But in the European Union, Bologna is not the only game in town. A second and to an extent overlapping European dynamic, reflecting the wider Lisbon agenda / Europe 2020 strategy, sees heads of state and government advance the more instrumental view that – especially in times of austerity and global competition – the primary function of universities is to be engines of growth for the European economy (as well as making a large contribution to social stability). The three pillars of this “modernisation” which most concern universities are autonomy, curriculum and funding.
The European commission’s argument is that autonomy will allow universities to adapt their curriculum to a niche market, whether global or local; and to seek out supplementary (read non-state or private) funding. The argument has no legal force but is persuasive in that the commission can disburse incentive funds and wield institutional resources to strengthens links with other areas of policy (research, regional development and EU neighbourhood).
The student role in all this is represented within the Bologna rather than the commission-centred process. The relevant body is the federative European Students’ Union (ESU, formerly ESIB), whose elected executive has since 2001 been a consultative member of the Bologna process, alongside (for example) the European University Association and the Council of Europe. The ESU’s consistency and good preparation have made it more effective than many national delegations.
Its achievements include (as early as 2001) making clear that ministers and their officials were giving priority to process rather than values, and thus ensuring a commitment to the principle of higher education as a public good; resisting the potential inclusion of higher education within the General Agreement on Trade and Services (Gats); getting access and equity issues onto the Bologna agenda; and, in spring 2010, persuading ministers for the first time to recognise the concerns of protesting students.
The transnational challenge
But so far, an important element is missing from the “Europe of higher education”: a vision to inspire. At two other big moments in European university history, the creation of a Magna Charta for universities (1988) and the founding of the Bologna process (1998-99), some voices were able to transcend national boundaries and make the case that the work of universities and the interests of those within them (and society at large) would be better served by anchoring them more firmly to a European as well as a national dimension.
This might be about to change, in great part thanks to the former Dutch minister of education and current president of Maastricht University, Jo Ritzen. In June 2010, he published a book with the alluring title A Chance for European Universities (Amsterdam University Press). This unusual work combines far-sighted optimism with a collaborative approach that made its preparation an open process (a pre-publication version was available on the web). A manifesto alongside the finalised version was signed by some of the most active higher-education ministers of the Bologna decade, including Tessa Blackstone (a founder of the process, and now vice-chancellor of the University of Greenwich) and several policy experts (as one of the latter I declare an interest).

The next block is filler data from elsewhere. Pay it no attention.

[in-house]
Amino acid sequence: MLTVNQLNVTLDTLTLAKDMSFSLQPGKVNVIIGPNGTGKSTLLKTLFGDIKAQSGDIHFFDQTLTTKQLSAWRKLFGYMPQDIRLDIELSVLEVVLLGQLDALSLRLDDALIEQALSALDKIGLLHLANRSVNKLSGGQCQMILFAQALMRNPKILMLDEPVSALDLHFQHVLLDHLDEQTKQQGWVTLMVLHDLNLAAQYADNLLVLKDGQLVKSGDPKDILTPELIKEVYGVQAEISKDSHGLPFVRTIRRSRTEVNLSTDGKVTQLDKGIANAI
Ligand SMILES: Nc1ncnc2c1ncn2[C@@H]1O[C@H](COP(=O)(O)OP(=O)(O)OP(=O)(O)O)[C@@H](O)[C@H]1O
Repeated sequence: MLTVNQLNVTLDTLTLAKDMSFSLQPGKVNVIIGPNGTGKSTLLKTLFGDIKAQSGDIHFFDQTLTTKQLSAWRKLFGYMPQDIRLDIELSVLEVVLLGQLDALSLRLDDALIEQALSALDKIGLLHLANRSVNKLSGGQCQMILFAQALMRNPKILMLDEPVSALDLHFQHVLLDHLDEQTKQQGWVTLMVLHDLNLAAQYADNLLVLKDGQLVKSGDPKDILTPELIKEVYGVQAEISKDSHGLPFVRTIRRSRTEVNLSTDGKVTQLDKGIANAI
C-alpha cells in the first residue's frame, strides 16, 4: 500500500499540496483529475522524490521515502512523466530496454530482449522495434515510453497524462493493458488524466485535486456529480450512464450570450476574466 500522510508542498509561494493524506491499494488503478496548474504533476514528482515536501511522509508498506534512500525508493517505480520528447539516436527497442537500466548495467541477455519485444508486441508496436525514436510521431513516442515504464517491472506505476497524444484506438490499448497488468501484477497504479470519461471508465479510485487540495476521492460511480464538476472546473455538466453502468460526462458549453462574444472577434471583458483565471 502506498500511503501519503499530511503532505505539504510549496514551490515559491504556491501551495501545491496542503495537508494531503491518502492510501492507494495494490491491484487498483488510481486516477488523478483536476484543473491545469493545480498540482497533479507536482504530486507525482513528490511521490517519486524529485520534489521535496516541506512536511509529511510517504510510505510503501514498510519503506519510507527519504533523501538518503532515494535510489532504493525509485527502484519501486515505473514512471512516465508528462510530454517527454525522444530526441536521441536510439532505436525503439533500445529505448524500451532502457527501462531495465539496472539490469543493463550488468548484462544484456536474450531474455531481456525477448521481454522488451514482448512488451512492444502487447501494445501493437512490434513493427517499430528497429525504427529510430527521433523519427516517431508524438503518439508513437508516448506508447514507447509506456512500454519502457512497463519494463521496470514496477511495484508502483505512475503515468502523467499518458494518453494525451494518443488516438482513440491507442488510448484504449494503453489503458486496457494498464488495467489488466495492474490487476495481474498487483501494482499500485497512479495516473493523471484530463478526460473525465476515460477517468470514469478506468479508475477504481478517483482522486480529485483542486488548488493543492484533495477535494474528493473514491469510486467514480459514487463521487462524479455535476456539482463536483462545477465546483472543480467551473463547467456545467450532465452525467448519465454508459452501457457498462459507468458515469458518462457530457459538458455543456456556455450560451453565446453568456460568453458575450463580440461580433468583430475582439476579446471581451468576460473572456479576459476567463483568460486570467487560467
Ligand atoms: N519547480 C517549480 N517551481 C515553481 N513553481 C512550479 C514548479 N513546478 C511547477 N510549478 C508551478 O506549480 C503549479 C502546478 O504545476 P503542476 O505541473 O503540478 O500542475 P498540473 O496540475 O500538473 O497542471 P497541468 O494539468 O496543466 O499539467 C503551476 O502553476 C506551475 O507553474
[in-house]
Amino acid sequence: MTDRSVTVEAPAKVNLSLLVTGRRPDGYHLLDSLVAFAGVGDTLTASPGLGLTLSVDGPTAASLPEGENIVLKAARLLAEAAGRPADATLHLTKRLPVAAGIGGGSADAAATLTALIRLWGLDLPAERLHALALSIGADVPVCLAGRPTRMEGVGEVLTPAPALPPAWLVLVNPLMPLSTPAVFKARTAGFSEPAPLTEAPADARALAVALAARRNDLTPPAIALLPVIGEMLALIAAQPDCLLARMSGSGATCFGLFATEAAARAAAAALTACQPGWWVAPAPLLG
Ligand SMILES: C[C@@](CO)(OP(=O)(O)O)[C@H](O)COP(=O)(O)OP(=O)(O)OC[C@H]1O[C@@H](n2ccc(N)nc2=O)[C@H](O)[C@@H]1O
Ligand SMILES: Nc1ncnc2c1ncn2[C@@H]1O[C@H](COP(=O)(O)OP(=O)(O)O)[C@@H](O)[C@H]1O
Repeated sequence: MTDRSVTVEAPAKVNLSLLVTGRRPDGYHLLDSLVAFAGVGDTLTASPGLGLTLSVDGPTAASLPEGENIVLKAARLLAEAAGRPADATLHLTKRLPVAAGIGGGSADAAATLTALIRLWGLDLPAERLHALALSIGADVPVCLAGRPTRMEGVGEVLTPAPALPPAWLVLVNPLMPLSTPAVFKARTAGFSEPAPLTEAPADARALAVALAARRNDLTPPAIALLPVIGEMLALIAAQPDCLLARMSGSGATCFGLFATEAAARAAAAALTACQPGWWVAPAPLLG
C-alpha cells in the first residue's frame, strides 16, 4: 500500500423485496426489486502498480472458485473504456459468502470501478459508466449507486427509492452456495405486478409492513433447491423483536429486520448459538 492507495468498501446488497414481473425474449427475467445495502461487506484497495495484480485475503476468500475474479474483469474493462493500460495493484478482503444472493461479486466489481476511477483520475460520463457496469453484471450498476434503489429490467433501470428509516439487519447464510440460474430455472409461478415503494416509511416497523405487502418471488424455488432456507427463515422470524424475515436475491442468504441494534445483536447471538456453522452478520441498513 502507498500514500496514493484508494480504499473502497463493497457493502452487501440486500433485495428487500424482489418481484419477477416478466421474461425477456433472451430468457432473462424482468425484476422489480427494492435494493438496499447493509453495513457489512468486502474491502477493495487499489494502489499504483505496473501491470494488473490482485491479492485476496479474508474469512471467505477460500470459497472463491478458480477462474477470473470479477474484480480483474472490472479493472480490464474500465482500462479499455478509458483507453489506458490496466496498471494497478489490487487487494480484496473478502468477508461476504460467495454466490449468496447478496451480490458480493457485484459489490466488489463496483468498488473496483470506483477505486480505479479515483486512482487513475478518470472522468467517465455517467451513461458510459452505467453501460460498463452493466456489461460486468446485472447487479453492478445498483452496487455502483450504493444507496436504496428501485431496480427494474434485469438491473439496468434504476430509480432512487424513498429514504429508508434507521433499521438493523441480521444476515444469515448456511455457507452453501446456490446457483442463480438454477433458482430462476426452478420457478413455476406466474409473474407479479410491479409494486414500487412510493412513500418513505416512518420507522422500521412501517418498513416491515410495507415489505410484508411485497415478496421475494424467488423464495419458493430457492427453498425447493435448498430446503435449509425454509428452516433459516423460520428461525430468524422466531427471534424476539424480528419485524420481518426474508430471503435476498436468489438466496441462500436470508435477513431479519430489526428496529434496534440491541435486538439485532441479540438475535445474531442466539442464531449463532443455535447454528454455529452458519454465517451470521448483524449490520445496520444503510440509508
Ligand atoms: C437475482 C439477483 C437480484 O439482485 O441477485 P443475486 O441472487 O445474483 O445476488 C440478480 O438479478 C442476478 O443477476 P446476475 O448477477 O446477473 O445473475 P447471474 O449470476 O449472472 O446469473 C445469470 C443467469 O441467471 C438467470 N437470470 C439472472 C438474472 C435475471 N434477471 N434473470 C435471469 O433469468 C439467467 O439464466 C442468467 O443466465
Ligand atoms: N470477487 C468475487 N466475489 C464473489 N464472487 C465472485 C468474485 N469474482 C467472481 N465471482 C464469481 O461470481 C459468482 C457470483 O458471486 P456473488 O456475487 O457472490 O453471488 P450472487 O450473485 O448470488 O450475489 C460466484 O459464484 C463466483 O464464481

Jo Ritzen’s activities have two main themes. First, and contrary to Europe’s dominant discourse in both the commission and economic think-tanks, that universities are about much more than providing for a global market; to recover some of their past glory, they have to be cherished and empowered as institutions. Second, that Europe is a “shining example” of reducing political costs at the national level, and thus a way of breaking domestic deadlocks.
Ritzen’s book may present students in rather administrative terms (index references are to grants, migration, mobility and student numbers), but he clearly wants to open a Europe-wide debate on the politics of higher education in which the more participants and the greater diversity of views the better. He is the sort of advocate who helps to push an issue along, and his ambition of being elected to the European parliament may increase his visibility further.
The European context of university reform and student protest suggests that some British students at least should consider going comparative and transnational to get this dimension into domestic debate – whether through the European Students’ Union or other sources. Two issues in particular cry out for some cross-national input: how other systems balance the private and public interest, not just on tuition-fees and loans but through tax and wealth-distribution policies; and (crucial for English universities) how to counter the government’s proposed treatment of arts and humanities as a matter of customer choice rather than intrinsic to the function of a university.
Can universities still be called the greatest creation of the European mind? I suggest that British students can help determine the answer.